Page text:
Redshirting allows injured or academically struggling college athletes to sit out one year of competitive play while still retaining four years of eligibility. The term’s origin is unclear, but the concept has been around for decades. Redshirted players can still participate in team activities but cannot compete. The exception can only be used for one academic year in most cases.
Nearly all sports-related college scholarships limit a student to four full years of eligibility for the game. However, there is an exception to this rule called redshirting. An injured or academically struggling player can choose not to participate in competitive play for one year, which still allows them to participate for the full four years of eligibility. This player is called a redshirt, even though he may wear the standard uniform and sit with the team during games or matches.
The origin of the term redshirt appears to be a missing piece of college sports lore, but the concept has been around for decades. In a real-world scenario, a promising high school recruit may be injured before enrolling in college or disabled in early practice. If this player spends even one minute on the field during a sanctioned competition, he will lose an entire year of eligibility. The coach can ask this player to become a red jersey for the first academic year. This would allow the player to return as a sophomore, although in terms of scholarship, he would be considered a redshirt freshman.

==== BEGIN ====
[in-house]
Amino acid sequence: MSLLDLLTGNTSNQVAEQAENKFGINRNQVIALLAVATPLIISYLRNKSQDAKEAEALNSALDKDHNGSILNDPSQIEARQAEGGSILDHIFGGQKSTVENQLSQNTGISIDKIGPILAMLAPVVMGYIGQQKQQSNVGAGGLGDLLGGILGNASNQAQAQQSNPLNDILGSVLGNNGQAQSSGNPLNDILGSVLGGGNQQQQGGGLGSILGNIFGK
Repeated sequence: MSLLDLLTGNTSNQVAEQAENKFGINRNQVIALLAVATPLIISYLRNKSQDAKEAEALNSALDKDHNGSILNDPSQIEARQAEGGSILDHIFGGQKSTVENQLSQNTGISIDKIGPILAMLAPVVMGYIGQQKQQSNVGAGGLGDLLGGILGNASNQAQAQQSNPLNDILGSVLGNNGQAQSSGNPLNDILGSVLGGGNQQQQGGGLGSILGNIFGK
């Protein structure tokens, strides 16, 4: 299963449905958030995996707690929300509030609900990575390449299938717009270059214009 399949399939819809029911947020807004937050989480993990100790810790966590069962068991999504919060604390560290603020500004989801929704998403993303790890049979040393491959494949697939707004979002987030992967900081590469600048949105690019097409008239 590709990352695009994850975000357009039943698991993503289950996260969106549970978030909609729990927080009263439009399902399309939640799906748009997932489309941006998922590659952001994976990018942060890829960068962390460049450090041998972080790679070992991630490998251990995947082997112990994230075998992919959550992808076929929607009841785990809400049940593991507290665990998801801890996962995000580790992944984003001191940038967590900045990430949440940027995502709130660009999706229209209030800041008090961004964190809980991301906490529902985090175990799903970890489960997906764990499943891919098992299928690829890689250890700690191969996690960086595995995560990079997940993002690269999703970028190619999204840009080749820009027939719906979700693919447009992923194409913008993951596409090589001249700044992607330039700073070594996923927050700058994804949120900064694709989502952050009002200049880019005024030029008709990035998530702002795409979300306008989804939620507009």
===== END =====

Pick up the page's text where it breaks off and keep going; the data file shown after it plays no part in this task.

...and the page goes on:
Another reason a player on a scholarship might choose to become a redshirt is academic progress. Fitting a full college resume on top of the responsibilities of an athlete can be challenging for some players. One way to relieve stress is to become a redshirt for an academic year. Once the student has had sufficient time to sustain his or her performance in class, returning to the team the following year may not be as stressful.
An athlete in the red jersey is not restricted by the peripheral activities of the team. He can still participate in training sessions, team meetings and workouts, but cannot participate competitively. In the event of a serious injury, a red-shirted player would most likely spend much of her free time in a supervised rehabilitation centre. A doctor may need to clear you for the next playing season before you are allowed to dress again. Instructors can also put a redshirt player on academic probation if his grades fall below a set minimum.
The redshirt exception to scholarship eligibility can only be used for one academic year in most cases.